To the hearings

Proposed budget includes tax increase, focuses on 'investments'

By Jacob Marrocco
Posted 4/5/17

By JACOB MARROCCO Cranston Mayor Allan W. Fung presented his proposed 2017-18 budget to the City Council Friday night, saying that the next fiscal year would focus on investments" across Cranston. Fung proposed a 2.1 percent tax rate increase to help"

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To the hearings

Proposed budget includes tax increase, focuses on 'investments'


Cranston Mayor Allan W. Fung presented his proposed 2017-18 budget to the City Council Friday night, saying that the next fiscal year would focus on “investments” across Cranston.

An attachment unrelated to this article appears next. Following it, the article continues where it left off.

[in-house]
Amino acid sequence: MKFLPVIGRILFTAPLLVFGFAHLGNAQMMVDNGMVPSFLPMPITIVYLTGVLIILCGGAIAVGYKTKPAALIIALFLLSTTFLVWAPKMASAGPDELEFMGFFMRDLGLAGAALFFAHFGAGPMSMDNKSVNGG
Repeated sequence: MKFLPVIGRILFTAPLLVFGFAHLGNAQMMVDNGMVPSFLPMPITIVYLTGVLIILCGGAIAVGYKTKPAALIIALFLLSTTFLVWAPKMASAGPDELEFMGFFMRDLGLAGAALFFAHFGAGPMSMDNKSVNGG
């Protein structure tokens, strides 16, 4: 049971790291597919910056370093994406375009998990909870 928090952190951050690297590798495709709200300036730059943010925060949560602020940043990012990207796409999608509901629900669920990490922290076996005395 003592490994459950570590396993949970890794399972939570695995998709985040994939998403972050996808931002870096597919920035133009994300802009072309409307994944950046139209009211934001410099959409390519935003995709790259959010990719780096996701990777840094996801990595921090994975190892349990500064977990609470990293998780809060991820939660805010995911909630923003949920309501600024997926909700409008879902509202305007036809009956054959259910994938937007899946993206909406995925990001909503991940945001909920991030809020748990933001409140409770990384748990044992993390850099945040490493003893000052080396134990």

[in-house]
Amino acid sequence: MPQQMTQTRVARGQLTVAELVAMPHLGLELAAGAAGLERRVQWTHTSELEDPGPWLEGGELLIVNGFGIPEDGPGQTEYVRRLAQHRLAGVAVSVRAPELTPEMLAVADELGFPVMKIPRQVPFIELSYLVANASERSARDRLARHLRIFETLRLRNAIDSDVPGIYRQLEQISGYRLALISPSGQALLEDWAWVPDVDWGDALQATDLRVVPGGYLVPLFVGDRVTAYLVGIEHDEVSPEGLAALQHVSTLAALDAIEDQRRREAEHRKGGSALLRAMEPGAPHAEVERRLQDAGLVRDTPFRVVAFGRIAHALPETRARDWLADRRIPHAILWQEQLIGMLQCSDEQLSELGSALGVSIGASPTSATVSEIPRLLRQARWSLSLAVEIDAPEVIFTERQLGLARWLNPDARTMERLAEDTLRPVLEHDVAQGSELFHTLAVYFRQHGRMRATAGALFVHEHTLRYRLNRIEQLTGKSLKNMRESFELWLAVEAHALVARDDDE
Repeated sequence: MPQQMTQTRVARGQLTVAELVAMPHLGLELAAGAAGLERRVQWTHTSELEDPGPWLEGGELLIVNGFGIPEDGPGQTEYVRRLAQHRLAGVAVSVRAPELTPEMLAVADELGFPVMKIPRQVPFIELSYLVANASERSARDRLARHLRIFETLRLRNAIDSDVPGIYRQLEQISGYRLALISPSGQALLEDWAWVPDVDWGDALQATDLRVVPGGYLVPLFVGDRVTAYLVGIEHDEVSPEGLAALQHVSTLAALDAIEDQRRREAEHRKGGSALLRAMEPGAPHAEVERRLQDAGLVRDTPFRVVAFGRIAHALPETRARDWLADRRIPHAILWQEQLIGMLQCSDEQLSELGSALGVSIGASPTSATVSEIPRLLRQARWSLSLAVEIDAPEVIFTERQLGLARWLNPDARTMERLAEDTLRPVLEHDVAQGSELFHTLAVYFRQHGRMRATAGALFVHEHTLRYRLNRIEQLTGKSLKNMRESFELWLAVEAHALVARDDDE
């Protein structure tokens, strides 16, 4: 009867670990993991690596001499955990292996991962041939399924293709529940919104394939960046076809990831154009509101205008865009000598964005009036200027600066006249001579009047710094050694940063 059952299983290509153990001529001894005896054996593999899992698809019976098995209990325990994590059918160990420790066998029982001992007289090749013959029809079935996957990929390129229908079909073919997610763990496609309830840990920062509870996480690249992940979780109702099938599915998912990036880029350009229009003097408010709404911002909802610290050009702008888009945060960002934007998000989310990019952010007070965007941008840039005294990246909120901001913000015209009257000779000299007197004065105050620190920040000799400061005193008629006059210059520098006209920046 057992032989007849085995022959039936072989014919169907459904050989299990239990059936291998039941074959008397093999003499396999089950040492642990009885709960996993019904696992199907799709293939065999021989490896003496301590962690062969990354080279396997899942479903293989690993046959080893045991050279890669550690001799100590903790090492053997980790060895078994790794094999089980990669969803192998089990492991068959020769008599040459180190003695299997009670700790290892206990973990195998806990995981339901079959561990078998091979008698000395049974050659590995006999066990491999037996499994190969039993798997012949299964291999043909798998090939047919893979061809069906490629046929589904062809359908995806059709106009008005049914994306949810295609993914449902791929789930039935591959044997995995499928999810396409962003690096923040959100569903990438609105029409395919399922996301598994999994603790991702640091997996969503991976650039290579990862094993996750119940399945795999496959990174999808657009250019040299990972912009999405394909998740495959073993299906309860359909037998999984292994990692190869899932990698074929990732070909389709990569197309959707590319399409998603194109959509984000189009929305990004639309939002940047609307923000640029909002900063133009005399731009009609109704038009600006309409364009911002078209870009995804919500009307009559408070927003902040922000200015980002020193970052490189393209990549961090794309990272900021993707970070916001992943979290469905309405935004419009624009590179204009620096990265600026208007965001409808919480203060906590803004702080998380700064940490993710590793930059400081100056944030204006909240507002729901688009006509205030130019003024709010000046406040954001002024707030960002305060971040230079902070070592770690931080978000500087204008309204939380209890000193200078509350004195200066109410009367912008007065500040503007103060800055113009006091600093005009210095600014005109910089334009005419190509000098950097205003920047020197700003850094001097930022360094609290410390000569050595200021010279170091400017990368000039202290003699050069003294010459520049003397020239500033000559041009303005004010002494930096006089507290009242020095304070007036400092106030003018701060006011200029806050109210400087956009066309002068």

Fung proposed a 2.1 percent tax rate increase to help fund the additional contributions to education and infrastructure, among numerous other initiatives to come. The proposed budget features $10 million more than last year, a boost from $275,231,439 to $285,387,463.

“When we first came into office, we had to make drastic cuts and we still constantly watch our staffing needs,” Fung said to a small gathering inside Council chambers Friday. “But we have moved well past those tough, initial fiscal years. In order to continue to improve upon the high quality services in our city, keep our citizens safe, and upgrade our infrastructure, this next year will instead be one of investments.”